Having finally gotten a basic handle on the sorts of things rés can mean, I find myself stymied by ratió. I've understood it as meaning essentially "process of (logical) thinking," and that tends to work, though what it means more specifically in any given circumstance still evades me far more often than I'd like.
But then I see Cicero's In Catilinam II.V.9, which begins
Atque, ut ejus díversa studia in dissimilí ratióne perspicere possitis. . . .
which I would translate, if I were sacrificing style to exactitude of meaning,
But, that you might be able to see clearly his various enthusiasms by a different thought process. . . .
Cicero then goes on to offer two metaphors: that of a gladiator inclined to crime and that of a worthless, good-for-nothing actor.
My inclination here would be to think that ratio referred to the method Cicero was using to describe Catiline's associates—a Latin version of "let me say it in another way."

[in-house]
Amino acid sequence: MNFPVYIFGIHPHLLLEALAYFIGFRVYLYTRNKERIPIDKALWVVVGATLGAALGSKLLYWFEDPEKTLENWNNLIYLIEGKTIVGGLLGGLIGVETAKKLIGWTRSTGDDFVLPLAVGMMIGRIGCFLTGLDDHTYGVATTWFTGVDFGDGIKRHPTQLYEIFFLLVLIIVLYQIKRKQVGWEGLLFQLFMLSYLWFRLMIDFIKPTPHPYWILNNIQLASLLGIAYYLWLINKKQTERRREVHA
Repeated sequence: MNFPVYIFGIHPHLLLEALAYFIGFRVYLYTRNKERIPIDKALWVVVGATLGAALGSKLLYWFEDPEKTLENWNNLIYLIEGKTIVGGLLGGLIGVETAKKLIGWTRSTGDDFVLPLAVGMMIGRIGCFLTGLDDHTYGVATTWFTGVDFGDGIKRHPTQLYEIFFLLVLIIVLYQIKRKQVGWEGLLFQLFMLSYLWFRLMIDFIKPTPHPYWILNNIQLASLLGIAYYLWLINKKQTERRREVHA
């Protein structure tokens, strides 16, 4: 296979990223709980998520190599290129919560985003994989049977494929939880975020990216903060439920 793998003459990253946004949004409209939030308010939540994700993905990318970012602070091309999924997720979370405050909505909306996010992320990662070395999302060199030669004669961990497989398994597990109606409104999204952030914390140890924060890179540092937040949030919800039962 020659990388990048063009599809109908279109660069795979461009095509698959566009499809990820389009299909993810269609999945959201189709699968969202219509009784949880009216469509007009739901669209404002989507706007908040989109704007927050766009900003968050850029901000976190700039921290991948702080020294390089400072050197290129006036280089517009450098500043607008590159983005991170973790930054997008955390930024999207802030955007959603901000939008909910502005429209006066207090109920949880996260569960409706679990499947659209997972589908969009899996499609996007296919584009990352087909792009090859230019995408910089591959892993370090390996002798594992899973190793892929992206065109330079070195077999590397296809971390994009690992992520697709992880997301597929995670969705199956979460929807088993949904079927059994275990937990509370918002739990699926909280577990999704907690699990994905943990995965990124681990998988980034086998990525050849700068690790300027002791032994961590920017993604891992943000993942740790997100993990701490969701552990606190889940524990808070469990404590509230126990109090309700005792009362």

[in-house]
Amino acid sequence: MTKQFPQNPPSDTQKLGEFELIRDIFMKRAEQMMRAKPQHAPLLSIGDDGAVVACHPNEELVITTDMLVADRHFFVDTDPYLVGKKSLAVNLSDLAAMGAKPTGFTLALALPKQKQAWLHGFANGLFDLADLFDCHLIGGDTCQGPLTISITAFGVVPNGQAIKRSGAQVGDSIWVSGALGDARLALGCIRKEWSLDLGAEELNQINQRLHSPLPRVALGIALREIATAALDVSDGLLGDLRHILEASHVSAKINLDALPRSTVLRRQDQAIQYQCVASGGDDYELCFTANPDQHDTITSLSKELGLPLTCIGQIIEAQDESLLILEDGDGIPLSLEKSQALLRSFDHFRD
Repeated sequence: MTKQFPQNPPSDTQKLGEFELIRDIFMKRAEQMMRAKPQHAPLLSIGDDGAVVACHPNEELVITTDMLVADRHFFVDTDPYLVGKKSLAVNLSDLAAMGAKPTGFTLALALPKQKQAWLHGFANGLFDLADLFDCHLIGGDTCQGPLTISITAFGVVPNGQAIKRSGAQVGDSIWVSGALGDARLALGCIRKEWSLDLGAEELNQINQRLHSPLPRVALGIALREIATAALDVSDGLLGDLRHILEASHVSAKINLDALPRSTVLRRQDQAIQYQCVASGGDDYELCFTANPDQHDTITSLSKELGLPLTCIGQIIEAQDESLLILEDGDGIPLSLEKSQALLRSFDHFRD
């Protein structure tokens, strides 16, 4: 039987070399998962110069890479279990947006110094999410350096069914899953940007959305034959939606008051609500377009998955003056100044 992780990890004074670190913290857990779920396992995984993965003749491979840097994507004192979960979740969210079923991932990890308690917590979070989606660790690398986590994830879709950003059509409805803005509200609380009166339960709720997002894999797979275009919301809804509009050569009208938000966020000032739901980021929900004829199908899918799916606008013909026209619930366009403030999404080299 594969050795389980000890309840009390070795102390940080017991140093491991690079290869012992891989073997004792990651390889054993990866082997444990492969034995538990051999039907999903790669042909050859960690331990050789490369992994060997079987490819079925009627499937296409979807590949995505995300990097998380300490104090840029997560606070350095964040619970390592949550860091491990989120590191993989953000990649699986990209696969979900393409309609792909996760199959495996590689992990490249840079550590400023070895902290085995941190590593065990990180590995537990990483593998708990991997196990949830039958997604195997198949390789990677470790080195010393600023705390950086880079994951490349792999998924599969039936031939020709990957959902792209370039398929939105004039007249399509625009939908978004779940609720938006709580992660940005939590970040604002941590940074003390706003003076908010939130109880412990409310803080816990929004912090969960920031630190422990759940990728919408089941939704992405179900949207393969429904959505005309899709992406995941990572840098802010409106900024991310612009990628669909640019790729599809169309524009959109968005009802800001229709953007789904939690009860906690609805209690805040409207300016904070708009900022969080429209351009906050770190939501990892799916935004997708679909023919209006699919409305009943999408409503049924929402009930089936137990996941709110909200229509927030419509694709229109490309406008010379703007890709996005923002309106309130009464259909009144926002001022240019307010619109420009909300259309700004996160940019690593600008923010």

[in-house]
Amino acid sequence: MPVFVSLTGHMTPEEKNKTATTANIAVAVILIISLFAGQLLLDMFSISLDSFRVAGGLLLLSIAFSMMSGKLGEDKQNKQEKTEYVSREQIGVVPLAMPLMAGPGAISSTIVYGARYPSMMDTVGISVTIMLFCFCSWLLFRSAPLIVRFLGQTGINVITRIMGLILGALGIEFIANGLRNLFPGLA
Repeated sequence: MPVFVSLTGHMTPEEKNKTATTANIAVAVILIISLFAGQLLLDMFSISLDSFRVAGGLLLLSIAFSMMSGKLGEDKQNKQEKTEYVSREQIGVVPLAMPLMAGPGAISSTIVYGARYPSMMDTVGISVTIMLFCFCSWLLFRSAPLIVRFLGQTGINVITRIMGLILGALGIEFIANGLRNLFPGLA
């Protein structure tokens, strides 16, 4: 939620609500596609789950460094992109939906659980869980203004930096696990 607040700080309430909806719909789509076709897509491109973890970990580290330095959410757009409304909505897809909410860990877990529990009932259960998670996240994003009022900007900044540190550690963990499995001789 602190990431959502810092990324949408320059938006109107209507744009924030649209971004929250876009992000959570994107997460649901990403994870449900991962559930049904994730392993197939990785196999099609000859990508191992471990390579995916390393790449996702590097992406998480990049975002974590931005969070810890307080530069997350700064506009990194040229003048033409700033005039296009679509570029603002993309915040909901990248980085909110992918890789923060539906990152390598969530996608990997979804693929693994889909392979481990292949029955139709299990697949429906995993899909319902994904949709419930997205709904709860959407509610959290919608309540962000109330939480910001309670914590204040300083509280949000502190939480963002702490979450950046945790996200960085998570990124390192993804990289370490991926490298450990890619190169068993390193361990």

The translations that I've seen, however, seem to take a different approach. Michael Grant's (which to be sure often goes for elegance and style over meaning) is
And note well the diversity of his interests, the wide range of his activities.
Gould and Whiteley, in their student commentary, offer for dissimilí ratióne
in a very different sphere.
Yonge translates the clause
And, that you may understand the diversity of his pursuits and the variety of his designs. . . .
In all of these, the translators seem to be taking ratió as referring to Catiline's actions or habits. And I'm having a lot of trouble understanding ratió as "activities," "sphere," or even "designs." This last comes closest to my understanding of ratió, but it's still pretty far from it.
Can somebody help me out? What am I missing?